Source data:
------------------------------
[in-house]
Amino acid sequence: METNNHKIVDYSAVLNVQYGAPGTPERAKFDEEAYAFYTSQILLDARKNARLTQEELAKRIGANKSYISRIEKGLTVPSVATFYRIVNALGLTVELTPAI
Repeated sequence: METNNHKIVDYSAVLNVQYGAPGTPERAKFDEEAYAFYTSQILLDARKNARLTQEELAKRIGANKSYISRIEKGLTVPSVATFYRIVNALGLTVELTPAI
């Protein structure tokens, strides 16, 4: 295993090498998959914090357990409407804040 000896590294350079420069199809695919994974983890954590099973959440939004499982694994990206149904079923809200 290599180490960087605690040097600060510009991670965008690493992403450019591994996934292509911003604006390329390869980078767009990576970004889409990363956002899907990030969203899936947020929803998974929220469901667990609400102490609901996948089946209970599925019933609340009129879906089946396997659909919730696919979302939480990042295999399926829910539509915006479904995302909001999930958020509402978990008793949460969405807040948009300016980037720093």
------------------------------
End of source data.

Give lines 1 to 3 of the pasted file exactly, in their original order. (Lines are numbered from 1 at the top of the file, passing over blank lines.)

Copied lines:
[in-house]
Amino acid sequence: METNNHKIVDYSAVLNVQYGAPGTPERAKFDEEAYAFYTSQILLDARKNARLTQEELAKRIGANKSYISRIEKGLTVPSVATFYRIVNALGLTVELTPAI
Repeated sequence: METNNHKIVDYSAVLNVQYGAPGTPERAKFDEEAYAFYTSQILLDARKNARLTQEELAKRIGANKSYISRIEKGLTVPSVATFYRIVNALGLTVELTPAI